Against gambling

Against gambling 
Tirana Times -

By Albert Rakipi 

TIRANA, Sep. 13 - A collective disease is affecting Albanians en masse -- gambling. All the signs are in place. An aggressive industry made up of casinos, sports betting shops and bingo parlors has invaded conquered large parts of Albania. This modern epidemic is affecting all Albanian cities and towns - regardless of size. In big urban areas or the smallest village -- gambling, the new national sport, is there. From youths to the elderly, it is affecting everyone. Even women and girls, long ignored by the industry, have joined in places like Tirana. 

In this capital city of ours, gambling is present in every neighborhood, public space, and most of the ground floors of buildings on main and secondary streets. 

Sadly, if there is one area in Albania where the market economy is showing its ability to proliferate - gambling would it. Clients and profit numbers just keep getting higher. 

Clearly, something needs to be done against gambling. Few would argue about the social ills that come with gambling. In Albania itself, there is growing evidence that gambling is one of the factors in the latest growth of criminality and family conflict. Gambling is becoming a threat to the very foundation of Albanian society - foremost for the poor and unemployed. But they are not the only ones affected. 

Albania's gambling problem stems from the fact that Albanians are drawn like to the moth to the flames to schemes that promise to make one rich overnight without a lot of work. This is true for many people and goes beyond the army of the poor and unemployed. The concept of getting rich quick without without shedding a drop of sweat has become the focus for many. As a result, many monthly salaries and the mortgage payments go to the neighborhood gambling shop instead of families. 

Gambling is substituting the real concept of the market economy in Albania, and this is troubling because we have seen it before: In 1997 Albanians demolished the economy by falling for pyramid schemes - in essence a type of different gambling and get-rich quick scheme. 

Like the gambling shops of today, the pyramid schemes of 1997 were legal under the laws back then. But unlike 1997, today's gambling has returned in its most classic, universally-known and attractive form - as such it is legal, pays taxes and is based on legitimate procedures, document and contracts. It's even sold as a European business model - and who doesn't want to be European? 

One thing is clear - something needs to be done against gambling as it invades our city bit by bit, chocking all other services citizens deserve. Nothing appears able to compete with the gambling industry. With exception of Tirana, where traditional drinking holes offer beer and barbequed kofte meatballs and the cafes in the trendy Bllok neighborhood no other business can stand against the tide of gambling shops and sports betting parlors that are taking over across Albania.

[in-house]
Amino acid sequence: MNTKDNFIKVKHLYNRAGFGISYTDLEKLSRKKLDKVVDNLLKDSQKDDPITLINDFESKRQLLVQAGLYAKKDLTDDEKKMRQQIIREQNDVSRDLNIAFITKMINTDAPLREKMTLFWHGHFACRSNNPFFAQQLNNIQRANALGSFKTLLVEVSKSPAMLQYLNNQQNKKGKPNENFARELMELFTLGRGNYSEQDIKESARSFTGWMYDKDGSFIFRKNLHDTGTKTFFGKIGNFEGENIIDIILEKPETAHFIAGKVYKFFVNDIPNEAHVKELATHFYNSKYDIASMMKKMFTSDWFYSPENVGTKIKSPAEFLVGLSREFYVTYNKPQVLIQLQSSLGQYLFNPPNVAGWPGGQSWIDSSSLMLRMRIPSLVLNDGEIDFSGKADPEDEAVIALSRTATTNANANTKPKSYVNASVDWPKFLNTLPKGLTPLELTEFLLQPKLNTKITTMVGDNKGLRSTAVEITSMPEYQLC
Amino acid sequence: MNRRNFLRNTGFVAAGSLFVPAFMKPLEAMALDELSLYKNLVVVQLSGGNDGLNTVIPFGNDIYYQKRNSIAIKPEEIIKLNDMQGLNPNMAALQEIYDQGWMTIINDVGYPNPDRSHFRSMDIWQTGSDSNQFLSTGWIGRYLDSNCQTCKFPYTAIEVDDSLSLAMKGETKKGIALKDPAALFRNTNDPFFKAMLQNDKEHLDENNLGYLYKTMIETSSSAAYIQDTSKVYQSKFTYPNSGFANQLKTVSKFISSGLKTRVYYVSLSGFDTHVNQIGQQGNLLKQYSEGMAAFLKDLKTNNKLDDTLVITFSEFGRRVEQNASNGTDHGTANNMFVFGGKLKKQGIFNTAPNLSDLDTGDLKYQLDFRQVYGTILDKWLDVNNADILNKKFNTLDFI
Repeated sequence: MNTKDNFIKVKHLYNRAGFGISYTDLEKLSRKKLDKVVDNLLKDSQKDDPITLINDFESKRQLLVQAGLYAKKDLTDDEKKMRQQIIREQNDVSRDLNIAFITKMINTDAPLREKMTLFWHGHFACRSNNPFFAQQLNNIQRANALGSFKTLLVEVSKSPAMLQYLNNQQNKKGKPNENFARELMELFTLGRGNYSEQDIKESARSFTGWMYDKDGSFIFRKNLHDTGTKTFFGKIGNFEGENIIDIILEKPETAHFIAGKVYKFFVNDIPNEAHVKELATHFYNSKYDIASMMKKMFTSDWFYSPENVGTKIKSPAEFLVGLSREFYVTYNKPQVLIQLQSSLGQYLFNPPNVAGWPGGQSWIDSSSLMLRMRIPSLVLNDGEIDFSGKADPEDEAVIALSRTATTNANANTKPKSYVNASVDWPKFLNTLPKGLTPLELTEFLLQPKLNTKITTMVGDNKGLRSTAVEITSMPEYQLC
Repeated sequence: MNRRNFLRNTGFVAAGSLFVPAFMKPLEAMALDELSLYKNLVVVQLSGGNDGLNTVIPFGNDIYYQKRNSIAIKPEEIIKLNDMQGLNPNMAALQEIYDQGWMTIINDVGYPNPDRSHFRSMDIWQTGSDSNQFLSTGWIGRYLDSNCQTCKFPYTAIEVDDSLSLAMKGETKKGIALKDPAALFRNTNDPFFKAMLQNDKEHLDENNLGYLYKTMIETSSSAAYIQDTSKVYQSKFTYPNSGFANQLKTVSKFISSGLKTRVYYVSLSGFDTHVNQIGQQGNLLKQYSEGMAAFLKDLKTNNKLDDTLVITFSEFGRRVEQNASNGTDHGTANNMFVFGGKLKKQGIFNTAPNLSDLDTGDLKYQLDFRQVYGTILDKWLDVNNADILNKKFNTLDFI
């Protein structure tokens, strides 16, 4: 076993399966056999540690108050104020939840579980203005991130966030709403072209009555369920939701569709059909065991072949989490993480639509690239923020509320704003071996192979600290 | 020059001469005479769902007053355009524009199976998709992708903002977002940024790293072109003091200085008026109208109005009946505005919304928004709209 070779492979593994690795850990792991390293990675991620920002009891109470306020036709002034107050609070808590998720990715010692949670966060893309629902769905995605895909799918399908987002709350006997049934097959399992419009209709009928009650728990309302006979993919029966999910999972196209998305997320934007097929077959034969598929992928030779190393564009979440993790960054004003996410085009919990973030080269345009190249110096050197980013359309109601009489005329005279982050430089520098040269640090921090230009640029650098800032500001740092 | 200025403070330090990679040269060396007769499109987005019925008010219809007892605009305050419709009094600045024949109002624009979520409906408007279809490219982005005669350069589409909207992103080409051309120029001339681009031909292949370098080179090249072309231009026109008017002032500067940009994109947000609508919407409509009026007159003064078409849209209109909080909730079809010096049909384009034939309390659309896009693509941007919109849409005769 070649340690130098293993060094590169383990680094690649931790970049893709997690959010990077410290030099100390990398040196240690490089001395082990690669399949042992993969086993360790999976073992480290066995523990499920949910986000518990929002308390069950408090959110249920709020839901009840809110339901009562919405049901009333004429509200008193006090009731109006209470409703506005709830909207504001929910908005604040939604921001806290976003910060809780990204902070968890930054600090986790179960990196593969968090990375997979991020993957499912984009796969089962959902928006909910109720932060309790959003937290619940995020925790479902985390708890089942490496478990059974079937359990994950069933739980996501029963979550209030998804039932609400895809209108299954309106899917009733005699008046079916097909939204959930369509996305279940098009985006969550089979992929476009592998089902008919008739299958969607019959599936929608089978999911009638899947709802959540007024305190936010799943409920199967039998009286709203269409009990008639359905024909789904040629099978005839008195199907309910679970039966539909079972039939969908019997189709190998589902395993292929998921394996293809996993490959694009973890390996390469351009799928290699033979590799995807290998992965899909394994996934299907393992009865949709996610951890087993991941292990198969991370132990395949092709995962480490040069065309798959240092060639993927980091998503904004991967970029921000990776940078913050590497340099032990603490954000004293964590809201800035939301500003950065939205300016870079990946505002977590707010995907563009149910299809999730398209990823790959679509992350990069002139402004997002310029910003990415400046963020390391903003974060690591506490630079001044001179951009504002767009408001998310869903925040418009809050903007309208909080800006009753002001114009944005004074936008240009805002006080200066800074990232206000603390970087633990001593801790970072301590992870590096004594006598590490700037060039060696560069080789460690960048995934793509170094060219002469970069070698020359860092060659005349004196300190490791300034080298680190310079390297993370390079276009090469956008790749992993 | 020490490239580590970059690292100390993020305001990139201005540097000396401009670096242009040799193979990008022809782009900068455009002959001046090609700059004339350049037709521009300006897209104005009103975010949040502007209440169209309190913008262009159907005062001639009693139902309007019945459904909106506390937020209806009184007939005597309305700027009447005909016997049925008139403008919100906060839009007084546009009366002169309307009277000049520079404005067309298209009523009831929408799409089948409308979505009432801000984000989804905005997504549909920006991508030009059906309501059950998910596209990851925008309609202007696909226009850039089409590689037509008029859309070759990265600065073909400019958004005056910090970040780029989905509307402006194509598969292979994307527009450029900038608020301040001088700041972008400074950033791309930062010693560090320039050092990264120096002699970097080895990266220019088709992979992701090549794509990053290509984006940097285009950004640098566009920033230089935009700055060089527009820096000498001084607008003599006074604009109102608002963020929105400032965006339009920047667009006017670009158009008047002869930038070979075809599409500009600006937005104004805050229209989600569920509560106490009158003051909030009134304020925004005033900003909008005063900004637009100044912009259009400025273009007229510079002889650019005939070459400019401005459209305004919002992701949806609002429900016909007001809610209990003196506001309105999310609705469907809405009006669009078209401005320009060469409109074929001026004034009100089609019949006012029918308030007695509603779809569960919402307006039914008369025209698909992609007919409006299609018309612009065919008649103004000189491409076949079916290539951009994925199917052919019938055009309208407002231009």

At Sami Frashëri Street, for example, there was a shoe repair shop, appearing at first sight to be a relic of the communist era, but in fact it was quite useful to the neighborhood and there was always a line of customers waiting to be served. It is now gone. It's a sports betting shop now. Same thing with the tailoring and alterations shop nearby, run by two talented ladies. It is now a small casino - the seventeenth one to open in the Bllok area. 

Then there are the dying bookstores. In the last three months, four closed down shop in Tirana alone. Linos was the first to go. It was located at the heart of Bllok and surrounded by gambling and gamblers. Students would walk by without turning their heads on their way to the casinos and sports betting shops. The bookstore next the National Library was privatized. It is gone too. 

The Tirana Times Bookstore itself, perhaps the most beautiful and inviting in the city closed its doors too -- the space surrounded by gambling and gamblers. 

Although only 20 square meters big, Tirana e Re Bookstore at Wilson Square was among the most competitive in the city. But recently those 20 meter squares were auctioned and sold for 270 million leks. Do we dare to ask what successful business would take up 20 square meters where each meter square costs 10,000 euros - what else but a gambling establishment. 

Doing something to stem the tide of gambling in a country like Albania is not easy. These shops mostly operate legally, but they are also an ideal way for criminals to launder money. Albanians didn't invent the wheel in this, it is something that has taken place elsewhere for a long time, and weak states like Albania are easy to capture. 

A lot of people and institutions can do something to stop the gambling tide - lawmakers, state institutions, tax officials, schools and religious institutions - and above all - all those who love the community they live in. 

A first step has been made. Tirana Mayor Lulzim Basha, has charted a plan for the City Council to push all gambling shops to designated areas in the outskirts of Tirana. Let's hope this plan succeeds. Let's hope that the owners of the gambling shops in the city are willing to vacate the city itself. And if not, let's hope they are compelled to do so by law. 

The important thing is that the sign has gone up -- this city stands against gambling.